Ratings - For Better or Worse
By Dick Rolfe
The MPAA (Motion Picture Association of
America) is a nonprofit organization funded by the 8 major
Hollywood film studios. In 1967, to avoid the threat of
governmental regulation, the industry assigned the
responsibility of developing a voluntary film ratings system
to MPAA head, Jack Valenti, former advisor to President
Lyndon Johnson. The ratings system originally consisted of
three categories, G, PG and R.
The ratings evolved to include
PG-13 in 1984. This
decision was reached because of an appeal from Steven
Spielberg who had released Indiana Jones; Temple of Doom.
The comedy/adventure film was originally branded with an
R-rating due to its violence. One scene in particular showed
a witch doctor removing the still-beating heart from his
Spielberg argued successfully that this type of violence
was more cartoonish than realistic and there should be a
special rating to acknowledge the difference. Thus, the
PG-13 category was born.
Beginning in 1968, the movie ratings system has been used
United States to classify a film based solely on its
content. It is supposed to help patrons decide which movies
may be appropriate for children.
The current MPAA movie ratings consist of:
- Rated G – GENERAL AUDIENCES: All ages admitted.
- Rated PG – PARENTAL GUIDANCE SUGGESTED: Some
material may not be suitable for children.
- Rated PG-13 – PARENTS STRONGLY CAUTIONED: Some
material may be inappropriate for children under 13.
- Rated R – RESTRICTED: Under 17 requires accompanying
parent or adult guardian.
- Rated NC-17 – The only legally enforceable
restriction that prohibits admission to anyone 17 and
If a film was never submitted for a rating, the label
"NR" (Not Rated) is often used, however "NR" is not an
official MPAA classification. This designation makes it
difficult for a movie to get into the theaters, since NATO
(National Association of Theater Owners) agreed to honor the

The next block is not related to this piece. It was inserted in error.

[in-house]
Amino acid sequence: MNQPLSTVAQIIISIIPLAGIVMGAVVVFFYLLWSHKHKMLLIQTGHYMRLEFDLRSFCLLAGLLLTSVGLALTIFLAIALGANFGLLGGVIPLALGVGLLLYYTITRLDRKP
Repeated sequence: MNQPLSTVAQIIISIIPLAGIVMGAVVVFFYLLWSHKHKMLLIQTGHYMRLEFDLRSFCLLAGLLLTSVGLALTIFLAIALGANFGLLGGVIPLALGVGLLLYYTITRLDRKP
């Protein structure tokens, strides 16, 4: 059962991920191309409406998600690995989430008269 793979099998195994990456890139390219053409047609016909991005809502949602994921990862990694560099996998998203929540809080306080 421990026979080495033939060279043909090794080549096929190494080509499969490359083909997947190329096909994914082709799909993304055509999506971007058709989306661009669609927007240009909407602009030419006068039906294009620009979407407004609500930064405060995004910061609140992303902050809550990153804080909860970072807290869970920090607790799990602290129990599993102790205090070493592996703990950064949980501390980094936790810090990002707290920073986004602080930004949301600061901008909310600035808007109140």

MPAA ratings to the exclusion of any movie that does not
carry an official designation. Films that have not yet
received MPAA classification are often advertised under the
banner, "This film is not yet rated.” The MPAA Website is:
Critics of the System
The Dove Foundation has been one of many critics of the
MPAA film ratings system. Dove was founded on the belief
that the MPAA brought an industry bias to its
decision-making process, since the organization is
subsidized by the studios whose films it is supposed to
The Dove FAMILY-APPROVED Seal was designed to represent
traditional values embraced by most families around the
There has been a feeling among many that the ratings are
inconsistently applied, and that there seems to be a
tendency to relax the standards. Even independent filmmakers
argue that their films are treated more harshly than major
2004, the Harvard School of Public Health released a
study documenting "ratings creep" as more adult content is
allowed in films at a given rating than was allowed in the
The study reports, "The MPAA appears to tolerate
increasingly more extreme content in any given age-based
rating category over time. Movies with the same rating can
differ significantly in the amount and type of potentially
objectionable content. Age-based ratings alone do not
provide good information about the depiction of violence,
sex, profanity and other content."
Films rated PG-13, in particular, seem to be exhibiting
the most "ratings creep" as more features that would have
received R ratings even five years ago are now receiving the
more appealing PG-13 rating.
How the system works, or doesn’t work